Two years after the frightening spring day when the Dow Jones Industrial Average lost and regained about 600 points in a matter of minutes, we still don’t really know why. This is a problem, because it means something similar -- or worse -- could happen again.

The Flash Crash of May 6, 2010, was more than a mere technical glitch. A hedge fund in Dallas lost several million dollars when the price of options it was buying suddenly spiked from 90 cents to $30 per contract. A man named Mike McCarthy lost $17,000 because his order to sell shares in Procter & Gamble Co. happened to be executed at roughly 2:46 p.m., just after the price hit rock bottom.

The crash brought a different kind of trouble for the Kansas-based investment company Waddell & Reed Financial Inc. In a September 2010 report, the Commodity Futures Trading Commission and the Securities and Exchange Commission fingered a single “fundamental seller” -- easily identified as Waddell & Reed -- as the culprit behind the crash. At 2:32 p.m., the report asserted, the company triggered a cascade of selling by trying to unload 75,000 so-called E-mini futures contracts, the value of which reflects investors’ perceptions about the future of the Standard & Poor’s 500 Index. “Lone $4.1 Billion Sale Led to `Flash Crash’ in May,” the New York Times duly reported.

The CFTC-SEC report focused on the concept of liquidity, or how easily a security can be traded without moving its price. Waddell & Reed’s sell order, the logic goes, was so large and hit the market so hard that it overwhelmed the available buyers. This sucked liquidity out of the market and allowed prices to go into freefall.

Concern for Price

Problem is, that’s not exactly what happened. As documented by the market-data firm Nanex, Waddell & Reed didn’t actually go into the market and sell, as the report suggested, without any concern for the price.

Eric Scott Hunsader, a software engineer and the founder of Nanex, parsed 6,483 trades that Waddell & Reed made as it tried to sell the 75,000 E-mini contracts. He found that the trades were passive, meaning that Waddell & Reed stood ready to sell at preset prices if buyers appeared. The company’s execution broker fed the orders into the market throughout the day -- a tactic specifically designed to minimize the price impact of a large sale.

In other words, Waddell & Reed was providing liquidity to the market, not removing it.

The actual crisis struck in the three minutes between 2:41 p.m. and 2:44 p.m., when the market fell another 5 percent to 6 percent. Hunsader’s analysis suggests this plunge was caused by high-frequency traders. They typically act as liquidity providers, standing ready to buy and sell at certain price levels. But the day’s volatility prompted them to dump their holdings to avoid losses. In a matter of minutes, they actively sold an accumulated stock of about 2,000 E-mini contracts. It was this selling, not Waddell & Reed’s passive orders, that caused liquidity to disappear.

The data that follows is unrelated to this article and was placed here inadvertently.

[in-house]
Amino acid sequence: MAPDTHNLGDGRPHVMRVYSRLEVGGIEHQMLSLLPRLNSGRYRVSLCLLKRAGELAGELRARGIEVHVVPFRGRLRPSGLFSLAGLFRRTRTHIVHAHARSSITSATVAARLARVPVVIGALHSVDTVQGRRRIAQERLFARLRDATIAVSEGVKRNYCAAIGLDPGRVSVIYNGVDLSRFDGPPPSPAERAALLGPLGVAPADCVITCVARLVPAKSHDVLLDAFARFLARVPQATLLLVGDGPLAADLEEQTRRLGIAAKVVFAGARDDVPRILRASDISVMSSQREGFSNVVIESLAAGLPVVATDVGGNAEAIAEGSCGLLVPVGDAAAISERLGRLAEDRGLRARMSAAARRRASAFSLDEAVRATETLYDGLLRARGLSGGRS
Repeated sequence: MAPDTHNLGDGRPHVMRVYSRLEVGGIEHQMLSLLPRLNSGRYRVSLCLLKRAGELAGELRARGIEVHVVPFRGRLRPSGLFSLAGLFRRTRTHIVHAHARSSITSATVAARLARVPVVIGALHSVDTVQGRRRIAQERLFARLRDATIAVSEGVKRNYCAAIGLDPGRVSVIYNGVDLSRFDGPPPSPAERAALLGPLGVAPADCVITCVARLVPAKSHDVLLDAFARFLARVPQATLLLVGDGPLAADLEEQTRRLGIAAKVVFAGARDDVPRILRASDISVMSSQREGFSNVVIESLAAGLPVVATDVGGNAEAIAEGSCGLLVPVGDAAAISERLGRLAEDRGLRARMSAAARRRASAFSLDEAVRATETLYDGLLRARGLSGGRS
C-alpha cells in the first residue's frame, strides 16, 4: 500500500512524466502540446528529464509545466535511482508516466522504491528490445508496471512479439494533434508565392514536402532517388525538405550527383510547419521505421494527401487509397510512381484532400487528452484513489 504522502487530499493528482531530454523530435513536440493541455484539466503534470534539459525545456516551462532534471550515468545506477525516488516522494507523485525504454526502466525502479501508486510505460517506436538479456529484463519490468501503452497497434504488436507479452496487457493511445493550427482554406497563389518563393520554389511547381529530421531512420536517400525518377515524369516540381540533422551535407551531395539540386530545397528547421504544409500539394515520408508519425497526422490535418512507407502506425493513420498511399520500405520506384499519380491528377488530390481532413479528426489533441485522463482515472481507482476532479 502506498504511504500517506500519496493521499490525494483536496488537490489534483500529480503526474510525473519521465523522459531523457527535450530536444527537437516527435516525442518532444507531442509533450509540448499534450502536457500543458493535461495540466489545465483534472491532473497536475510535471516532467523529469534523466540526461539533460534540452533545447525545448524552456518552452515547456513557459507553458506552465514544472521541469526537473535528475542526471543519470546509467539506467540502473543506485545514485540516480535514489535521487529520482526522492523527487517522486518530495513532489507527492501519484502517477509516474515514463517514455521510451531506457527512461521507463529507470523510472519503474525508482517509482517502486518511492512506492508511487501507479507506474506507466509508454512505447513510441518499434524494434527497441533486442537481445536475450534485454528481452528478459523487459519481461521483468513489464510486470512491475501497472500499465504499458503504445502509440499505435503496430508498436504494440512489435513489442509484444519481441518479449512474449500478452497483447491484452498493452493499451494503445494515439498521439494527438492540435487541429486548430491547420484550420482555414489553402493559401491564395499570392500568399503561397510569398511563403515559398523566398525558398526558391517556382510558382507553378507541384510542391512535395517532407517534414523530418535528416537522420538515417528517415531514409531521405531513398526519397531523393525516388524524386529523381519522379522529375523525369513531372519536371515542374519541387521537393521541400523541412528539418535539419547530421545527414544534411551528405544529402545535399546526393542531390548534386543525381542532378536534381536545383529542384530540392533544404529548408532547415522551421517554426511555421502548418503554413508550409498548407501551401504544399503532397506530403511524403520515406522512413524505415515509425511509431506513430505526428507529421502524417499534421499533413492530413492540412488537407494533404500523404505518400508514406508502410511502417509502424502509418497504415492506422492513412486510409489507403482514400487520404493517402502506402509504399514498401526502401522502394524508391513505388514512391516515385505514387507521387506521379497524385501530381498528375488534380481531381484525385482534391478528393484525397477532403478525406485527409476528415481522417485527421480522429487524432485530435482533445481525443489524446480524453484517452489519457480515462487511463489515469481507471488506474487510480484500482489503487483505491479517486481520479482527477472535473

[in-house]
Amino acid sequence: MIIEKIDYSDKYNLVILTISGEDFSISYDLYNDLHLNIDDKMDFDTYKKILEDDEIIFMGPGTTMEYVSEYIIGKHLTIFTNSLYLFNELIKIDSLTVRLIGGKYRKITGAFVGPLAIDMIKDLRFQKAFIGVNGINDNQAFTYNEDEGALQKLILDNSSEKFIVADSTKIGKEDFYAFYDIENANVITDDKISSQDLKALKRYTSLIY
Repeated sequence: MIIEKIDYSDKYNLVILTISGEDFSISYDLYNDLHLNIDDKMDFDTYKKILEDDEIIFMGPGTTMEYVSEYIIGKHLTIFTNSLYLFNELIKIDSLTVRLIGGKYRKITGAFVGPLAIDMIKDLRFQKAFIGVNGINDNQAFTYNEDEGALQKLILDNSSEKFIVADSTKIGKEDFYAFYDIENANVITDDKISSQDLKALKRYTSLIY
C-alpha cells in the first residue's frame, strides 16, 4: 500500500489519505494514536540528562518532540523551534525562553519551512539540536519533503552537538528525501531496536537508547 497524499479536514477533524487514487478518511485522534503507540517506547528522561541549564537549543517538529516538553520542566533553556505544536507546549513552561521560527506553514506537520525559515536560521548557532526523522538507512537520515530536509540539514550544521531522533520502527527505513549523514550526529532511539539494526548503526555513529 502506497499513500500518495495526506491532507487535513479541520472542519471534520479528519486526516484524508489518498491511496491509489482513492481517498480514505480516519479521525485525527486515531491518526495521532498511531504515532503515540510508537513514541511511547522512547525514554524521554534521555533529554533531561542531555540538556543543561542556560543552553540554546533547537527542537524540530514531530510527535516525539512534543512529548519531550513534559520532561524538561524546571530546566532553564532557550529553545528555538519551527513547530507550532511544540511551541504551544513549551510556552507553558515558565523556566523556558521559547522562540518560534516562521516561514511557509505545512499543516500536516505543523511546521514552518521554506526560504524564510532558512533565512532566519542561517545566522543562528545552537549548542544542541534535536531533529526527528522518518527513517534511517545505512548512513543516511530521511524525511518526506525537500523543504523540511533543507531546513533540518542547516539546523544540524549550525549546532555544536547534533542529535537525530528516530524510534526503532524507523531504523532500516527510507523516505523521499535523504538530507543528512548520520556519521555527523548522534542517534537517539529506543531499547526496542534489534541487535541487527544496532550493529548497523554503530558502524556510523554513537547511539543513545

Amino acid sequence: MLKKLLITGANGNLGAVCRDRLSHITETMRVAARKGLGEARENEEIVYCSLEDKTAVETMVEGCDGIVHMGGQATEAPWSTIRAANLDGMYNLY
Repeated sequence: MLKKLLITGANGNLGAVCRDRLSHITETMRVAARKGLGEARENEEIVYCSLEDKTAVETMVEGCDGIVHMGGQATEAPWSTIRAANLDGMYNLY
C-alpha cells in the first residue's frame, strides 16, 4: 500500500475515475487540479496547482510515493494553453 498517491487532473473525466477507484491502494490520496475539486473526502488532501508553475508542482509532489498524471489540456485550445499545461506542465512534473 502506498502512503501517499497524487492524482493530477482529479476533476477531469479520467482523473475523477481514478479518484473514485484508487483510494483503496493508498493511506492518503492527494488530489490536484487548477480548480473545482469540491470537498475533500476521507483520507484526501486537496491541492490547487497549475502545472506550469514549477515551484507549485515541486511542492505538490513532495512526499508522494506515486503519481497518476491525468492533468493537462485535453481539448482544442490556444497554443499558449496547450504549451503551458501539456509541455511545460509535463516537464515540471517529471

There is nothing blameworthy about what the high-frequency traders did. Market makers aren’t charities, and their algorithms were only saving their skins amidst extreme market turbulence. Their actions do, however, rather undermine the common argument that high-frequency traders bring wonderful benefits to the market through the liquidity they provide. That liquidity, as many have pointed out, has a rather ghostly quality and tends to vanish when needed most.

Also troubling is the way the CFTC and SEC report, in placing responsibility for the crash on Waddell & Reed, contradicted its own definition of liquidity: “buy-side and sell-side market depth, which is comprised of resting orders that market participants place to express their willingness to buy or sell at prices equal to, or outside of (either below or above), current market levels.”

Providing Liquidity

This is the standard industry use of the term. It implies that someone placing limit orders in the book -- precisely what Waddell & Reed was doing -- provides liquidity to the market. Yet the CFTC-SEC report, as Hunsader has documented, nevertheless refers repeatedly to Waddell & Reed’s trading as “taking” or “competing for” liquidity.

The SEC referred questions to the CFTC, where a spokesman said the commission stands by the report but declined to comment further.

Given the evidence, the report is starting to look like a case of interpreting the data creatively to match a foregone conclusion: The crash was caused by some exceptional and unusual shock to the market, not by the inherent instability within the ecology of high-frequency trading. Don’t worry, therefore -- everything is OK.

Too bad for Waddell & Reed.

(Mark Buchanan, a theoretical physicist and the author of “The Social Atom: Why the Rich Get Richer, Cheaters Get Caught and Your Neighbor Usually Looks Like You,” is a Bloomberg View columnist. The opinions expressed are his own.)

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To contact the writer of this article: Mark Buchanan at buchanan.mark@gmail.com.

To contact the editor responsible for this article: Mark Whitehouse at mwhitehouse1@bloomberg.net.